The Impact of Structured Writing and Developing Awareness of Learning Preferences on the Performance and Attitudes of Engineering Teams

ABSTRACT

This paper discusses efforts to develop metacognition in teams of engineering students by: first, exploring personal learning patterns, and second, ongoing biweekly journaling exercises. Thirty-three junior and senior engineering students (30 chemical engineer, one each from mechanical, civil and electrical) working on semester-long projects in the Rowan Engineering Clinics were broken into four groups. Members of the first determined their learning patterns by taking the Learning Connections Inventory (LCI) then met with faculty advisors to discuss their patterns and those of their teammates. The second group performed structured writing assignments focusing on team dynamics and logistical barriers to success. The third received both LCI instruction and the writing assignments, while the fourth received neither. Students who received instruction on their own learning patterns as well as those of their teammates performed better on semester-long team projects and reported a significant improvement in their attitude towards teaming skills. Structured writing assignments focusing on team dynamics also seemed to benefit performance, but were less popular with the students.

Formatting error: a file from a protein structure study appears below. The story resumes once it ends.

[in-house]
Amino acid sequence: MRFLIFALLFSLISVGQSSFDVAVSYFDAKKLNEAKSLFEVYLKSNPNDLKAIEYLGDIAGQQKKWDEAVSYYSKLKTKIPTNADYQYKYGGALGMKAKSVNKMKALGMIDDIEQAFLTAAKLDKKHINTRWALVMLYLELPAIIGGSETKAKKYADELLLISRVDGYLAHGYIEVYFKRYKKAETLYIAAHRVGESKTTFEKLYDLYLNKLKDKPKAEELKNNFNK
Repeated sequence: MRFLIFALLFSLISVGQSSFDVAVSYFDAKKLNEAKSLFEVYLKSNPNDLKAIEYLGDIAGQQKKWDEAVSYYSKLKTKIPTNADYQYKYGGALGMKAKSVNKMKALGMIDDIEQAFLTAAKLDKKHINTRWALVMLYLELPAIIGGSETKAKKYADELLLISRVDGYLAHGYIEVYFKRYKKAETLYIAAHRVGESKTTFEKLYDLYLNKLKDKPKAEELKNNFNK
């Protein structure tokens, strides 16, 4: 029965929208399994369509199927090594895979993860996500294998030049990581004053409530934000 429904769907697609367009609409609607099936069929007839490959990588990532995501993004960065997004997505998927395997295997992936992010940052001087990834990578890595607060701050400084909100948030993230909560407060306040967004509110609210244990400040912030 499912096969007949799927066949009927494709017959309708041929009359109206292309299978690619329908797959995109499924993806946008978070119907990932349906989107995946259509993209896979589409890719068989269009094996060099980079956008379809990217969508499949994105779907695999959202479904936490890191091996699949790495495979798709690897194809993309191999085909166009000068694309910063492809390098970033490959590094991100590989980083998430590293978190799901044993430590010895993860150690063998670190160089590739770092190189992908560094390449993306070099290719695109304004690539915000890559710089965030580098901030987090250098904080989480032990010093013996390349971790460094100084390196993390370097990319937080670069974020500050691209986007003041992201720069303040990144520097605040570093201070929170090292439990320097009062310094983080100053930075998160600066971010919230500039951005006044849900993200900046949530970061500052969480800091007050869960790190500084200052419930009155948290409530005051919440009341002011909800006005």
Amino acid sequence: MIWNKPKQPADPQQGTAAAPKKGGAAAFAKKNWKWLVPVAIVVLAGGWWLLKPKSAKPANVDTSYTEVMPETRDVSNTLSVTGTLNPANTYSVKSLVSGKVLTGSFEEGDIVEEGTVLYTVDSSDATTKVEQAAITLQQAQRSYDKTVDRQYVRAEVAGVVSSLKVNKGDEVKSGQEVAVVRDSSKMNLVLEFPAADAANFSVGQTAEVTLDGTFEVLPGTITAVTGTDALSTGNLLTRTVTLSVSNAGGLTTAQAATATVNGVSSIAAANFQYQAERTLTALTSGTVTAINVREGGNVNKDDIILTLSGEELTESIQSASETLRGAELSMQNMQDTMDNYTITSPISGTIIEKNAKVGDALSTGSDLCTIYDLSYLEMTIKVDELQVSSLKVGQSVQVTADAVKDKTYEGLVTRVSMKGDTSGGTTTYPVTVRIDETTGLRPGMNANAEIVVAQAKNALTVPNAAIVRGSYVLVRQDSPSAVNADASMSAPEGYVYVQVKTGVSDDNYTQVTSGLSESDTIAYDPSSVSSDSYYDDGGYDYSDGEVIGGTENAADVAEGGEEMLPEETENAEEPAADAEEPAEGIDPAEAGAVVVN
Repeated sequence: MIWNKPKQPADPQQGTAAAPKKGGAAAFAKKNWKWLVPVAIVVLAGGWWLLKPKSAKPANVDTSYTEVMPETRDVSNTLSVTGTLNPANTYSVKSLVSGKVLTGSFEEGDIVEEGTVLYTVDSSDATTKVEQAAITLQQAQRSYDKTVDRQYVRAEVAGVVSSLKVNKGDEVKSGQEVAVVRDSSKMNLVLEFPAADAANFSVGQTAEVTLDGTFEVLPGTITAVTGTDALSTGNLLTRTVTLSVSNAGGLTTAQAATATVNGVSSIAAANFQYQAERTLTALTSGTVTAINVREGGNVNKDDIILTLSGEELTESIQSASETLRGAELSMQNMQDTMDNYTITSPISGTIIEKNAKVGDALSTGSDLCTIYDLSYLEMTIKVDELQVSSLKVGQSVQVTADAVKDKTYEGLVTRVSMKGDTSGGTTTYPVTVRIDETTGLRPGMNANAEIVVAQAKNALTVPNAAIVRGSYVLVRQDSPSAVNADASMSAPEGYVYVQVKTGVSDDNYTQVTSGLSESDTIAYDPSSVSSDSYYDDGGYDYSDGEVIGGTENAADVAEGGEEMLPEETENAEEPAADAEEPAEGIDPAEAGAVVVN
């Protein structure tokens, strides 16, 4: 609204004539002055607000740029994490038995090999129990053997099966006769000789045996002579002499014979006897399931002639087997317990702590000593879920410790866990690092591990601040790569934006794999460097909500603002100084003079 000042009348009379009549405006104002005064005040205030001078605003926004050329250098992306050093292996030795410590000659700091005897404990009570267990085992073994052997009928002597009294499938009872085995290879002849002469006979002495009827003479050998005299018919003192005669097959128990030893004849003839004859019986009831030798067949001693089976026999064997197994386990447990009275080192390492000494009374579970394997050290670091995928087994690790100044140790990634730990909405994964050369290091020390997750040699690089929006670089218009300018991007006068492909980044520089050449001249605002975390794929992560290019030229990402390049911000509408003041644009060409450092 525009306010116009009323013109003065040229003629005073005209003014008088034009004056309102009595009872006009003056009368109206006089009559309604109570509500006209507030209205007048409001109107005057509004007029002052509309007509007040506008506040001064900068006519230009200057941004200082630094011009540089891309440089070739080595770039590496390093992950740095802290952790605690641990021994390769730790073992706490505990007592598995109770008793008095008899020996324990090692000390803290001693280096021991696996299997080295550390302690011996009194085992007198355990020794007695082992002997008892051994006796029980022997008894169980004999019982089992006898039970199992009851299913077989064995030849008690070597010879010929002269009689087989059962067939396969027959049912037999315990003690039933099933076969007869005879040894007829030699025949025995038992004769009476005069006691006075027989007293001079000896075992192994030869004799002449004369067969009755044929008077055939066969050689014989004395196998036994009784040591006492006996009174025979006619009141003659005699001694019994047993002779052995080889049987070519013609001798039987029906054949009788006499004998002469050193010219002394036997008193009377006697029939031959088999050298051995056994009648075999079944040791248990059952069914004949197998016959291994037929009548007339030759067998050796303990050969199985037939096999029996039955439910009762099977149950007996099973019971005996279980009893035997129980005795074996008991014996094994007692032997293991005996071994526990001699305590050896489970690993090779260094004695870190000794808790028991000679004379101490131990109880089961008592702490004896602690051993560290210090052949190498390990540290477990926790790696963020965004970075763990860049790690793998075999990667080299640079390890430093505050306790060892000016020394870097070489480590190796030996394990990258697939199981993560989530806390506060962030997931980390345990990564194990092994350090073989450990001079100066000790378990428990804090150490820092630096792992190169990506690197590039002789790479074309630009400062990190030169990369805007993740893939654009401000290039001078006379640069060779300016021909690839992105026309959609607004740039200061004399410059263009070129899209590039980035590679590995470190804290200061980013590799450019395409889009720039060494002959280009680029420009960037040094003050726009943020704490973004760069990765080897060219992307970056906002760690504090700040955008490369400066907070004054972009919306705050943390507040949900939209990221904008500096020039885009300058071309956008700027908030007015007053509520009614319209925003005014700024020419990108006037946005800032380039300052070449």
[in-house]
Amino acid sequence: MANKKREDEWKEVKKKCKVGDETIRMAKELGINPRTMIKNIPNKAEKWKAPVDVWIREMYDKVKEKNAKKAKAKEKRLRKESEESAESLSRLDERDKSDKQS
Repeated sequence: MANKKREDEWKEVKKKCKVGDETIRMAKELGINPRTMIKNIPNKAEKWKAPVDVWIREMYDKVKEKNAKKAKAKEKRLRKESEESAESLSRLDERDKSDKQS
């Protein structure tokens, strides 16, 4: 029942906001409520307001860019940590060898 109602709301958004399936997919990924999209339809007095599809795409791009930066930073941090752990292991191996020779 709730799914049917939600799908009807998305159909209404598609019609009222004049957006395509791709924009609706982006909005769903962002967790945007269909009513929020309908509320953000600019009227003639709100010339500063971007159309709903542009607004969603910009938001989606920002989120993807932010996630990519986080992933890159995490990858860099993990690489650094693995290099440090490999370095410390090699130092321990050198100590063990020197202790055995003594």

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Kevin Dahm, James Newell, and Heidi Newell
Department of Chemical Engineering
Rowan University
Glassboro, NJ 08028

Roberta Harvey
Department of Writing Arts
Rowan University
Glassboro, NJ 08028

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